Many people still sympathetically push for greater Chinese nationalism, calling for a stronger China. But ever since 2008 the trend has been for nationalistic agendas to take a back seat to agendas relating to the welfare of the people. As social tensions in China have grown more serious, Chinese have devoted more attention to social development issues that are more concretely relevant to their lives. As the anniversary of Japan’s invasion of China approached in 2010, the mood at Sina Weibo, one of China’s top social media platforms, was extremely tense — the fear being that Chinese might try to organize anti-Japanese rallies, drawing the ire of the authorities to the Sina Weibo platform itself, which at the time was merely a “beta version” and could be shuttered at a moment’s notice.
In the end, “September 18”, this date that had erstwhile been so sensitive, never became a major topic of discussion on Sina Weibo in 2010. Instead, the hottest discussion centered on the Yihuang self-immolation case in southern China’s Jiangxi province, a case exposing the evils of forced property demolition in China and lack of rights protection.
Clearly, the winds are changing. When you cannot find safe milk for your child to drink, when their school buses are hazardous, when you worry that you might be exposed to dangerous recycled cooking oils if you go out to a local restaurant, when the city where you live is choked with pollution and you have no idea what the actual PM2.5 measures for the most dangerous air particles are, the question that possesses you above all else is what direction Chinese society is heading. You care more about how the people of China can enjoy lives of peace and prosperity, and less about the murderous logic of the Boxer Rebellion. [NOTE: Hu is suggesting here that trends of extreme nationalism in China are marked with the same sort of anti-foreign violence seen during the Boxer Rebellion.]
Online Social Power Emerges
The second trend in 2011 was the growing maturing of what we can call “online social power” (网络社会力). Since the 1970s, researchers in China have talked about the need to encourage the development of non-governmental organizations, to move away from urban communities based on the old work unit system and to carry out other social reforms in order to find new points of development. Today we can say without hesitation that an independent and richly participatory civil society is emerging on China’s internet. The internet in China today has quite a different political function from what we see in countries with relatively full political freedoms. The internet cannot usher in dramatic change to political life in China, but it can promote the creation of social capital on the basis of citizen rights and duties, giving rise to and strengthening social forces independent of the Chinese state.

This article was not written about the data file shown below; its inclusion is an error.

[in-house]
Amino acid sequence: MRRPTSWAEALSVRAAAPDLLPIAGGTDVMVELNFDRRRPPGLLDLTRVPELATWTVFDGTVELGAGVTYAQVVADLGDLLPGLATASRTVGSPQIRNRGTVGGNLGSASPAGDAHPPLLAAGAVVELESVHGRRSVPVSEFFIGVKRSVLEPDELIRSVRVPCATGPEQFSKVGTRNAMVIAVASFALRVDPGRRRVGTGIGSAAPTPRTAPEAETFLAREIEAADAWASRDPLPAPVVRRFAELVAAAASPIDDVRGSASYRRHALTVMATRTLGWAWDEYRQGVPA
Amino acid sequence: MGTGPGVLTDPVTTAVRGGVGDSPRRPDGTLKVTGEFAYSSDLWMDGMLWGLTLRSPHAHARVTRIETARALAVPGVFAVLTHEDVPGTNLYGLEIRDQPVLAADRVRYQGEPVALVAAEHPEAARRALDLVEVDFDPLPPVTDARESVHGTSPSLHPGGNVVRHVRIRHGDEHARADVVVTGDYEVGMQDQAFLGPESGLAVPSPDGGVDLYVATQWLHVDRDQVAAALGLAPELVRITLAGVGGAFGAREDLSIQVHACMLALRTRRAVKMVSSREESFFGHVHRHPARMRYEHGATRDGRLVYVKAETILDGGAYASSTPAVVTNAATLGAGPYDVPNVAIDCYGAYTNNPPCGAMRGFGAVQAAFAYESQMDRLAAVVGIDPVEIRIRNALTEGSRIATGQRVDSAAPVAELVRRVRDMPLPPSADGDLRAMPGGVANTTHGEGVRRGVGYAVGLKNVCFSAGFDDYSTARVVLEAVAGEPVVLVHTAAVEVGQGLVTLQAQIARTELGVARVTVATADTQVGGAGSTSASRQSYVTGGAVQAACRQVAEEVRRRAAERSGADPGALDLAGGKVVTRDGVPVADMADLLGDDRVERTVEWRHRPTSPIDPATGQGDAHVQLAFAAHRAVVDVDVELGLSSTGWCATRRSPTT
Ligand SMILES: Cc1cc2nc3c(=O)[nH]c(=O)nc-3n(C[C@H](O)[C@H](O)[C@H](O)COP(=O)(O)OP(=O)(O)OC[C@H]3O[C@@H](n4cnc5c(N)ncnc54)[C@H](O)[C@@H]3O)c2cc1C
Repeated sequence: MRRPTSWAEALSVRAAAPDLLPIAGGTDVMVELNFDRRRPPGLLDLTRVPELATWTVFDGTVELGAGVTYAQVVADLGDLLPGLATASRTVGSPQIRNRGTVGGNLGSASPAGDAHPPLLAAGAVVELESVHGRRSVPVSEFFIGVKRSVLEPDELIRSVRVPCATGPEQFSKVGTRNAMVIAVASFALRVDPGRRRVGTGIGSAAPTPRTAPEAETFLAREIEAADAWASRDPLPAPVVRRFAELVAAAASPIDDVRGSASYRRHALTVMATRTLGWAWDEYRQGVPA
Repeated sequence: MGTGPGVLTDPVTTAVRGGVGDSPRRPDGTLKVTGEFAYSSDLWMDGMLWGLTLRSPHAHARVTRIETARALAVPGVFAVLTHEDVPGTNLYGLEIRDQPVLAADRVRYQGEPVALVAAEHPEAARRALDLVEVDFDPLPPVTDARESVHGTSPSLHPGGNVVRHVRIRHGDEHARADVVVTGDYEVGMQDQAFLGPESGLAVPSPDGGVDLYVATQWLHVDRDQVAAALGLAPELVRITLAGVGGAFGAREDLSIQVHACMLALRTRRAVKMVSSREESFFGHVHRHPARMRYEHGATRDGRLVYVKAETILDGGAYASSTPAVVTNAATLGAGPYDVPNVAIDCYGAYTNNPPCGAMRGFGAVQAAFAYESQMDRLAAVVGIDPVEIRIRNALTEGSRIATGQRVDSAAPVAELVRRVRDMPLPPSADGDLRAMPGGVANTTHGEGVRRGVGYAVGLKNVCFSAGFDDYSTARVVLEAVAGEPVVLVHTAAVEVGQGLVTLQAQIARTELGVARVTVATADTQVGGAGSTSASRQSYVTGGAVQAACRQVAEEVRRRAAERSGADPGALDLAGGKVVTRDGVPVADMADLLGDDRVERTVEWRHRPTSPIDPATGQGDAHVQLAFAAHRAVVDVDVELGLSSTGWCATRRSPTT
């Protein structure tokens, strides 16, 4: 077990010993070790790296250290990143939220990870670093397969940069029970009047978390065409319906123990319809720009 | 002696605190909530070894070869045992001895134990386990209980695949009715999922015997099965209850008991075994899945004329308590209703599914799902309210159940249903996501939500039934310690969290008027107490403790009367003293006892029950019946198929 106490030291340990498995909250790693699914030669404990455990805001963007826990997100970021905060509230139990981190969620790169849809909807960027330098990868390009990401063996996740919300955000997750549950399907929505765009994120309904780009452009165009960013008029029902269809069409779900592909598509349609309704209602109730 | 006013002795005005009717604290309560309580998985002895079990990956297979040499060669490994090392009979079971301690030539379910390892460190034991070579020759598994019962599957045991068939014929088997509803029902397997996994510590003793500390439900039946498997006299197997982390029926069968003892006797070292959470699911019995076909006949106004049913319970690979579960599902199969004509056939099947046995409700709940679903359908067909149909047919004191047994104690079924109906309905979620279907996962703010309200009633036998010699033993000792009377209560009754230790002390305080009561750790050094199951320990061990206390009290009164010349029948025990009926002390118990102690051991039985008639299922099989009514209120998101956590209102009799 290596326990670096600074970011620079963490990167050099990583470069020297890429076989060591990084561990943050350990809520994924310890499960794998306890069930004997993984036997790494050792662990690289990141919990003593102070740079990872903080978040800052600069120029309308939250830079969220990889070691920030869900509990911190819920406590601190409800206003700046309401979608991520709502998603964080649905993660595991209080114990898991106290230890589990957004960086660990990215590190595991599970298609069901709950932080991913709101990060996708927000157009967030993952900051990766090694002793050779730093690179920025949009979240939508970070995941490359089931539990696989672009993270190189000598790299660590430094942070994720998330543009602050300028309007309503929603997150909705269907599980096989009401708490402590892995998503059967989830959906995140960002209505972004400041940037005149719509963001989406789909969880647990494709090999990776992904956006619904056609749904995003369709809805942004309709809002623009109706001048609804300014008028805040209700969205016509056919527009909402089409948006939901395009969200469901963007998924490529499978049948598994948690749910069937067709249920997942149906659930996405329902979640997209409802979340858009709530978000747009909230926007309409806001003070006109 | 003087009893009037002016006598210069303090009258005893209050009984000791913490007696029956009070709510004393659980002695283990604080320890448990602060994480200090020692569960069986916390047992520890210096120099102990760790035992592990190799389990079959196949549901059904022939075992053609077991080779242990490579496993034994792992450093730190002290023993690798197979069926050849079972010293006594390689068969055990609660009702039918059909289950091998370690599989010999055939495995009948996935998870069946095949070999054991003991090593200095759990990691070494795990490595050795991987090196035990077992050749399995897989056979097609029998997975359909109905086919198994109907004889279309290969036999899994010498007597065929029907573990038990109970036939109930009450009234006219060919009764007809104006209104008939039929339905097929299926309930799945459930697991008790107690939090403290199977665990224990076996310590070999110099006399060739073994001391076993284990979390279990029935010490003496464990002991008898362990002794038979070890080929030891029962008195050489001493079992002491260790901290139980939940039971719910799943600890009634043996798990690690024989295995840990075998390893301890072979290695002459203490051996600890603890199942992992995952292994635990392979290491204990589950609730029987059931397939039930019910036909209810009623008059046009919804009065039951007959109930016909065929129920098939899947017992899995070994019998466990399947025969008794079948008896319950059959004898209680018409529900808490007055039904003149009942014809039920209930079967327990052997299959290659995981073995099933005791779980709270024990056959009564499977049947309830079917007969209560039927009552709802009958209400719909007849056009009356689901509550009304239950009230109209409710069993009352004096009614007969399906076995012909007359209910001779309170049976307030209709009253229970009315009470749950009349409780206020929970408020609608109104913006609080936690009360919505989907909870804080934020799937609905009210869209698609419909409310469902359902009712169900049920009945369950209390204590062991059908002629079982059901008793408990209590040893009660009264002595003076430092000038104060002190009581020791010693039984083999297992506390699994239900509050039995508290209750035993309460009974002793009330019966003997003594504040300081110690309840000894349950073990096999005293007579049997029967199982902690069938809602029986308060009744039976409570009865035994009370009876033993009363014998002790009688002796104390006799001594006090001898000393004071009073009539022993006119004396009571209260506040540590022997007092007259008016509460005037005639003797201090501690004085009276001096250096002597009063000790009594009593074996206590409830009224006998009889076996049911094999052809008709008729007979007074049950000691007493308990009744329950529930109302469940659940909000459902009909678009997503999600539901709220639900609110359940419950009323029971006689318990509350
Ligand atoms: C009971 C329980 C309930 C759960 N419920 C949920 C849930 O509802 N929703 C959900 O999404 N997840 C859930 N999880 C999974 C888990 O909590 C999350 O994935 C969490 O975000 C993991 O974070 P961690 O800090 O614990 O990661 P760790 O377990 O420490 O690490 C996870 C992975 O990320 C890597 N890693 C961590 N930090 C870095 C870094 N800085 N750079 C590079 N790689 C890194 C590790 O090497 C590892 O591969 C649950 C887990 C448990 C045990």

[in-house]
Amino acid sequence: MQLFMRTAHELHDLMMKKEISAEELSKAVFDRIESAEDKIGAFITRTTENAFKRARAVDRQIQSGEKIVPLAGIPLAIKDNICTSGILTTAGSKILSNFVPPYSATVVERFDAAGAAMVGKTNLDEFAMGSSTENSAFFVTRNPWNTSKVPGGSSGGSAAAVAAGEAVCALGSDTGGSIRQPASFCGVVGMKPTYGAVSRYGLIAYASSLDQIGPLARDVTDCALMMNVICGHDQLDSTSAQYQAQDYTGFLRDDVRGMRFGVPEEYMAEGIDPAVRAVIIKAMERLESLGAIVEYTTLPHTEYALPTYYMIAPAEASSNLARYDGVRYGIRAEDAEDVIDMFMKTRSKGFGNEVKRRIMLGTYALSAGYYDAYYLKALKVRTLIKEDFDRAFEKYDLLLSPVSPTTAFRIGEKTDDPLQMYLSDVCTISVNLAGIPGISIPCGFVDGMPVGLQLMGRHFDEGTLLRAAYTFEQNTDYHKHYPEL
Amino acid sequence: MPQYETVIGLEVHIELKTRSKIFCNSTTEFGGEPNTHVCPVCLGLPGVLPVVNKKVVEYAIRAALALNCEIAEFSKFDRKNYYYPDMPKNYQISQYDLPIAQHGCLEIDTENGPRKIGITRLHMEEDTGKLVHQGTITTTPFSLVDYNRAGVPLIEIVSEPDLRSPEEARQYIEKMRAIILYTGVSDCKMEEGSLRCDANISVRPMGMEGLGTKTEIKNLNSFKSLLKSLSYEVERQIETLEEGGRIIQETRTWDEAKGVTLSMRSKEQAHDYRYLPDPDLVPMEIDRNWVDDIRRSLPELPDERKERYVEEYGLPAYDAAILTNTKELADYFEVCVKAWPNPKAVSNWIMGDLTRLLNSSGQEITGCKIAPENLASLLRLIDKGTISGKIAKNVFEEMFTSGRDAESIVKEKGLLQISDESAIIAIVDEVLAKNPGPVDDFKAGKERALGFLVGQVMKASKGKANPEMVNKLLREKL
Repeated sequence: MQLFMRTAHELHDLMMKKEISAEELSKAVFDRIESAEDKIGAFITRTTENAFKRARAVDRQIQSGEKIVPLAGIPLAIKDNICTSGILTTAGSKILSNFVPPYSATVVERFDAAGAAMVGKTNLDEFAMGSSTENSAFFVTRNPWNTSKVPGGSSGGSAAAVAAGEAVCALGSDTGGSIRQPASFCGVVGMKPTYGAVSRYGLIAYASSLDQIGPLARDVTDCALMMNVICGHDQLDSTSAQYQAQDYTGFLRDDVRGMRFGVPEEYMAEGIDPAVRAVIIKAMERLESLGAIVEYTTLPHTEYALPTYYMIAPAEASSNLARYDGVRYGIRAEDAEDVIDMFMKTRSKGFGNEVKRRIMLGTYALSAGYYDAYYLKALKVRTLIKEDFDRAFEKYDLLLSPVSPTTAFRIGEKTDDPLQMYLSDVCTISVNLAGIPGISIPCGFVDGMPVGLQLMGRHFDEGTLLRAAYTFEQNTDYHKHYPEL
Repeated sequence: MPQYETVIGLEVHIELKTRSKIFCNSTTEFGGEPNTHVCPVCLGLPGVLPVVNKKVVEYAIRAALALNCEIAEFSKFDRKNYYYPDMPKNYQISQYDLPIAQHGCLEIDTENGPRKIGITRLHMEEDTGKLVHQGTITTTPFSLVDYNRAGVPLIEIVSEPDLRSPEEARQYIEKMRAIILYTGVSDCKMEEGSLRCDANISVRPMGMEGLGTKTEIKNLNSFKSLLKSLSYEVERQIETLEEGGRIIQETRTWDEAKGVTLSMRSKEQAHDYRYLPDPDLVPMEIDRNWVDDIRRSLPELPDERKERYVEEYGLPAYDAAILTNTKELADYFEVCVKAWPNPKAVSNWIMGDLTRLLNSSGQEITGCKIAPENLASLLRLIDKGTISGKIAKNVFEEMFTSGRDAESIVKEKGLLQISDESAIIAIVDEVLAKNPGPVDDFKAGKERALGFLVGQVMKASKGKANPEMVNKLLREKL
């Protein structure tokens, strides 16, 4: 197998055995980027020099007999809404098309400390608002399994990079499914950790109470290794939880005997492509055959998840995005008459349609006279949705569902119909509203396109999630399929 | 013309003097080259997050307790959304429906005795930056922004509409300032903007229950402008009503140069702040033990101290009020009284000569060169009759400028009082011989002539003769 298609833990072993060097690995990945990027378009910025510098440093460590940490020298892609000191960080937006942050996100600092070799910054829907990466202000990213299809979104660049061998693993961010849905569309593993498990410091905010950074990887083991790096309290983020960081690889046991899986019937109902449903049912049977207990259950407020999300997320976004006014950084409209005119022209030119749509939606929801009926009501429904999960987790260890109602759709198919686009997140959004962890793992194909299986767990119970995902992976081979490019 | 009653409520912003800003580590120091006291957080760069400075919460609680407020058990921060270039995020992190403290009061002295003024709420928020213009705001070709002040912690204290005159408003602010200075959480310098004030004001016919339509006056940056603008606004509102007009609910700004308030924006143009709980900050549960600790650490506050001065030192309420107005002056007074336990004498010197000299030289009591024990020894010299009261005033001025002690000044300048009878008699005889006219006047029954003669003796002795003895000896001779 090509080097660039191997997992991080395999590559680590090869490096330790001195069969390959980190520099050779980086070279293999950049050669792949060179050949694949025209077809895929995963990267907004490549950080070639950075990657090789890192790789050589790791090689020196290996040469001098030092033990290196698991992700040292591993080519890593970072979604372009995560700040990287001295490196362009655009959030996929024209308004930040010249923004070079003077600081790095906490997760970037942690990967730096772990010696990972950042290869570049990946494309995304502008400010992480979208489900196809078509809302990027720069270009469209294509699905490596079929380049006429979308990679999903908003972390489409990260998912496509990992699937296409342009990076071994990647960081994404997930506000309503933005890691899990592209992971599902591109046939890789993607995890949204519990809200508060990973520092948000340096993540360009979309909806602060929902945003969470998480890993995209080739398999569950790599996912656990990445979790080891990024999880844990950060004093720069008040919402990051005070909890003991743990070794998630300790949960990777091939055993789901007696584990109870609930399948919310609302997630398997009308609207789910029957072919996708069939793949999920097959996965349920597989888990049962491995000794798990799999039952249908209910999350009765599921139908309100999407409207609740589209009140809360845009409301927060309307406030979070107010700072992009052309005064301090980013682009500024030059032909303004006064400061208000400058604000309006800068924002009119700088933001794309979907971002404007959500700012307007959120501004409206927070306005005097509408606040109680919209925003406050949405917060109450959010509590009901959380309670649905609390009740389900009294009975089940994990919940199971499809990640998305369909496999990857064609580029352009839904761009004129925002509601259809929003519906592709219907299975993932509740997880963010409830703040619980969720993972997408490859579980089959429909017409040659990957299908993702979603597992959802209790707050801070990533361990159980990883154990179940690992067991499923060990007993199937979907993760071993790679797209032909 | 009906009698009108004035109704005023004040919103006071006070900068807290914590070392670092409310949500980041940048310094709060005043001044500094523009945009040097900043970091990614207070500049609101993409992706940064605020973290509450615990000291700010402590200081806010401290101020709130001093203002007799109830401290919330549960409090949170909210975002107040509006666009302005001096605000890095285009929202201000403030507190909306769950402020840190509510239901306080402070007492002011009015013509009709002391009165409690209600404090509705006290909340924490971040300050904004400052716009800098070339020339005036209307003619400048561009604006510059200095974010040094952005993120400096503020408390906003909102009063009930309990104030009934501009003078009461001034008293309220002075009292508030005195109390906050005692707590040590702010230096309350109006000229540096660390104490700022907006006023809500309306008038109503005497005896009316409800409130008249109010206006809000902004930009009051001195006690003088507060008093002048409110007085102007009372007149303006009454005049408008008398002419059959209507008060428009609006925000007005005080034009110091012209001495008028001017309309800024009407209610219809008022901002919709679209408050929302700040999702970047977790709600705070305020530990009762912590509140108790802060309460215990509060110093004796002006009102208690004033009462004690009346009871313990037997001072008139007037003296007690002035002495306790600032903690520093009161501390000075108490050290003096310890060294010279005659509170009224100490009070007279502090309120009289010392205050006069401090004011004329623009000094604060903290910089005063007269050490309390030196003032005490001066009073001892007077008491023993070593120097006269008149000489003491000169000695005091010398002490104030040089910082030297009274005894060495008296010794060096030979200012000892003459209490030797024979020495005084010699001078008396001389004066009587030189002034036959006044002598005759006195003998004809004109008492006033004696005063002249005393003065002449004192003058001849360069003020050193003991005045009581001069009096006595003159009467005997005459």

China is entering an era of “rights.” Farmers, workers and an newly-emerging middle class are all fighting for their civil rights. Since the 1990s, along with a number of “important turns and other reversals” (Sun Liping’s phrase), there has been a clear expansion of social conflict and opposition in China, both in terms of frequency and scale. Researchers have observed that perhaps one of the most apparent new characteristics of this [social unrest] is the use of sophisticated electronic technologies, which enable protesters to connect more readily and make it possible also to communicate with media and supporters in the international community.
Thanks to technology, new social relationships and bonds are forming in China, and new forms of mutual interest taking shape. As a direct result, the mobilization capacity (动员能力) for related social movements has increased. The recent Wukan incident in Guangdong is a prime example of this trend.
The efforts by Chinese to fight for their civil rights are of course tied up with efforts to fight for their right to information. In the broadest sense, the right to information means the freedom to converse, connect, gather and coordinate without fear. These rights are the same rights guaranteed through the human rights documents of the United Nations and the constitutions of various countries, all of which collectively affirm the right of citizens to access and share information. For example, Article 19 of the Universal Declaration of Human Rights affirms that: “Everyone has the right to freedom of opinion and expression; this right includes freedom to hold opinions without interference and to seek, receive and impart information and ideas through any media and regardless of frontiers.”